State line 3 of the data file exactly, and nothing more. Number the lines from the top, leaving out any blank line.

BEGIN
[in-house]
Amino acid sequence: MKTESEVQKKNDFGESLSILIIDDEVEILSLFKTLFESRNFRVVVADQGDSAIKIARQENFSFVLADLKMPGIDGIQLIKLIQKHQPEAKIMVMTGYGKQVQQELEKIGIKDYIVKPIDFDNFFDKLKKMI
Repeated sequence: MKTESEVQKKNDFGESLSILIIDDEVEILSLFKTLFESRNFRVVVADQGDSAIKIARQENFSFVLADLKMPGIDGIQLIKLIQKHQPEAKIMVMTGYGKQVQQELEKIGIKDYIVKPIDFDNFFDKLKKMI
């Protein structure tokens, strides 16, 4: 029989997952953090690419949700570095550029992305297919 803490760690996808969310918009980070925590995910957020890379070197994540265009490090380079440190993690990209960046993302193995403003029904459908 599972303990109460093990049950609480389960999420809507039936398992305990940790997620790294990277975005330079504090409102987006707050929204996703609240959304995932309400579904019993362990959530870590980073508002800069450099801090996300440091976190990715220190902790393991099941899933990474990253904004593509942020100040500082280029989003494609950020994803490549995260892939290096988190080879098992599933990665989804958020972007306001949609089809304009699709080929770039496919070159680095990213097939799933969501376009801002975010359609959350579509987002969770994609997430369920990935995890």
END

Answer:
Repeated sequence: MKTESEVQKKNDFGESLSILIIDDEVEILSLFKTLFESRNFRVVVADQGDSAIKIARQENFSFVLADLKMPGIDGIQLIKLIQKHQPEAKIMVMTGYGKQVQQELEKIGIKDYIVKPIDFDNFFDKLKKMI